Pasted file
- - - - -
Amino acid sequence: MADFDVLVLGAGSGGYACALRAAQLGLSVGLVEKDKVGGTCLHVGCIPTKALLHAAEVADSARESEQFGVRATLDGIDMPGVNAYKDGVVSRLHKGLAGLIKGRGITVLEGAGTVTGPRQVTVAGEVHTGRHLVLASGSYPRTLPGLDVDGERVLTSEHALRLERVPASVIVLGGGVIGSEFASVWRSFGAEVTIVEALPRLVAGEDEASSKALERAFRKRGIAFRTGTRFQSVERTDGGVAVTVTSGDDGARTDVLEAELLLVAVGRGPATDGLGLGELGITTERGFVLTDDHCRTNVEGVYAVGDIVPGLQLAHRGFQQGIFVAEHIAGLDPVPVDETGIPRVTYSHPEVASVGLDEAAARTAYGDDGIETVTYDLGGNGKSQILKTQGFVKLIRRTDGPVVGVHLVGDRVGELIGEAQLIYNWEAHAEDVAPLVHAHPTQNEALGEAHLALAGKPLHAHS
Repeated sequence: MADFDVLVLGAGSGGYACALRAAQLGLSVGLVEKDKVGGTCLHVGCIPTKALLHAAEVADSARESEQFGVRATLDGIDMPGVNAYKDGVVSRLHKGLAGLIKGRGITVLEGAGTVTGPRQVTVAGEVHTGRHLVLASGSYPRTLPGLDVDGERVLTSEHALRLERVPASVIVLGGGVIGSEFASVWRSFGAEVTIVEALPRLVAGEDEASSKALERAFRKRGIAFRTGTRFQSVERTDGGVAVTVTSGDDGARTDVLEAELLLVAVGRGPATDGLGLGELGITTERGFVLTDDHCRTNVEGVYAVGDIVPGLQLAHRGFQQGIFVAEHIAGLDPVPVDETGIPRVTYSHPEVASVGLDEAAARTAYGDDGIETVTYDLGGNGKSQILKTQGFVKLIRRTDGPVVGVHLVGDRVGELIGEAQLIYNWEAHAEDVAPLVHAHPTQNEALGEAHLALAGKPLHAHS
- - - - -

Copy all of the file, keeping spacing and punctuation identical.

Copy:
Amino acid sequence: MADFDVLVLGAGSGGYACALRAAQLGLSVGLVEKDKVGGTCLHVGCIPTKALLHAAEVADSARESEQFGVRATLDGIDMPGVNAYKDGVVSRLHKGLAGLIKGRGITVLEGAGTVTGPRQVTVAGEVHTGRHLVLASGSYPRTLPGLDVDGERVLTSEHALRLERVPASVIVLGGGVIGSEFASVWRSFGAEVTIVEALPRLVAGEDEASSKALERAFRKRGIAFRTGTRFQSVERTDGGVAVTVTSGDDGARTDVLEAELLLVAVGRGPATDGLGLGELGITTERGFVLTDDHCRTNVEGVYAVGDIVPGLQLAHRGFQQGIFVAEHIAGLDPVPVDETGIPRVTYSHPEVASVGLDEAAARTAYGDDGIETVTYDLGGNGKSQILKTQGFVKLIRRTDGPVVGVHLVGDRVGELIGEAQLIYNWEAHAEDVAPLVHAHPTQNEALGEAHLALAGKPLHAHS
Repeated sequence: MADFDVLVLGAGSGGYACALRAAQLGLSVGLVEKDKVGGTCLHVGCIPTKALLHAAEVADSARESEQFGVRATLDGIDMPGVNAYKDGVVSRLHKGLAGLIKGRGITVLEGAGTVTGPRQVTVAGEVHTGRHLVLASGSYPRTLPGLDVDGERVLTSEHALRLERVPASVIVLGGGVIGSEFASVWRSFGAEVTIVEALPRLVAGEDEASSKALERAFRKRGIAFRTGTRFQSVERTDGGVAVTVTSGDDGARTDVLEAELLLVAVGRGPATDGLGLGELGITTERGFVLTDDHCRTNVEGVYAVGDIVPGLQLAHRGFQQGIFVAEHIAGLDPVPVDETGIPRVTYSHPEVASVGLDEAAARTAYGDDGIETVTYDLGGNGKSQILKTQGFVKLIRRTDGPVVGVHLVGDRVGELIGEAQLIYNWEAHAEDVAPLVHAHPTQNEALGEAHLALAGKPLHAHS